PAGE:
The right side of the fabric is the side that will be seen in the exterior of the garment. Some fabrics look differently on the inside and the outside, that is why, when offering sewing instructions, one must specify how to place the fabric: on the right side or on the wrong side.
The wrong side of the fabric is the side which will be seen in the interior of a garment.
Right sides together
Usually , when sewing two pieces together, they are both placed facing each other’s right sides (right sides together).
Threading refers to the process of running the yarn from the spool through all the orifices found on the sewing machine up until the needle, in order to prepare the thread for the process of stitching. But threading is not done only on the upper part of the machine, but also on the lower part, involving the bobbin and the bobbin case.
Adjusting the tension dial/wheel to make sure the upper thread is released with a certain pressure
Adjusting stitch length
Adjusting the stitch length wheel in order to have longer stitches.
Ex. You just folded the fabric and you would like it to take the shape of the fold – the first instinct is to press with your finger to keep the fabric in place. And the fact is, the heath from your body will give the fabric a shape just by finger pressing.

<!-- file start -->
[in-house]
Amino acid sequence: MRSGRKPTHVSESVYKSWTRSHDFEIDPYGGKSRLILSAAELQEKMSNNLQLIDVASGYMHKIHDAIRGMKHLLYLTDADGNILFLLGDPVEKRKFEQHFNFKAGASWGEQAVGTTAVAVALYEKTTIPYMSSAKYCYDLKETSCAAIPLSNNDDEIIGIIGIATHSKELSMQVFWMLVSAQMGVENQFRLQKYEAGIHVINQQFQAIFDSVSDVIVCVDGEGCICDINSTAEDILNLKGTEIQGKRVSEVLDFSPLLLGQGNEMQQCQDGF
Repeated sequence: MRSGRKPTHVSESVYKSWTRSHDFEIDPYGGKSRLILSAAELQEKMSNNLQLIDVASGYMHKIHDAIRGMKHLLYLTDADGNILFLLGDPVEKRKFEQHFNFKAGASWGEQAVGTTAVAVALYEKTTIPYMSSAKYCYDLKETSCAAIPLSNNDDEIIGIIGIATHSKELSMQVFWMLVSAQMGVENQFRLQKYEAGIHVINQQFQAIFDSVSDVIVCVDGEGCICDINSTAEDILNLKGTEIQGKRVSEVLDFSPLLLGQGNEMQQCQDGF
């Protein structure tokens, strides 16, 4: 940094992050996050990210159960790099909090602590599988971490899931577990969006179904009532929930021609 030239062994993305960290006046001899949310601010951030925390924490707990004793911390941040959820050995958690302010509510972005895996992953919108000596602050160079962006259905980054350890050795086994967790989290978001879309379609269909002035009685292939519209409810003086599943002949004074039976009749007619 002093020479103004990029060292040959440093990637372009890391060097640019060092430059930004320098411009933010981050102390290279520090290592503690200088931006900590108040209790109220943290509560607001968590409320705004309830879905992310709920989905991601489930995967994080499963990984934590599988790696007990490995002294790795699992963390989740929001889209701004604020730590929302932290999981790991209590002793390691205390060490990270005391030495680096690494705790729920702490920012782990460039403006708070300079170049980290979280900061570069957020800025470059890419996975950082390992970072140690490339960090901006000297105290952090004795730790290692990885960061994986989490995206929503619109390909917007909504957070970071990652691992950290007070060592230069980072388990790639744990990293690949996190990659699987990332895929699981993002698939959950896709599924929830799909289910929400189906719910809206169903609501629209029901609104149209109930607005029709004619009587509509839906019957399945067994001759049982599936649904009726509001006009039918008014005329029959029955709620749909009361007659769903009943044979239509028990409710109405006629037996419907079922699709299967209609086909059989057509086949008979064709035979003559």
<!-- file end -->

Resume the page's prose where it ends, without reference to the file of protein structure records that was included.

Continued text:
Gathering the fabric
Giving the fabric a series of creases by stitching it and then pulling the stitch tight.
Guiding the fabric
Helping the fabric take the direction you want while sewing. Many beginners tend to pull and push the fabric, when, in fact, there is no need: the fabric is transported by the presser foot and you just have to guide it to follow the desired seam guide.
Finishing the side of a fabric to prevent it from developing loose threads, by folding it.
Inserting pins into the fabric in order to fix it before sewing.
Applying interfacing (a glued layer of fabric destined to add more stability to the initial fabric) by ironing it.
Finishing the raw edges of a fabric by using a serger/overlocker machine.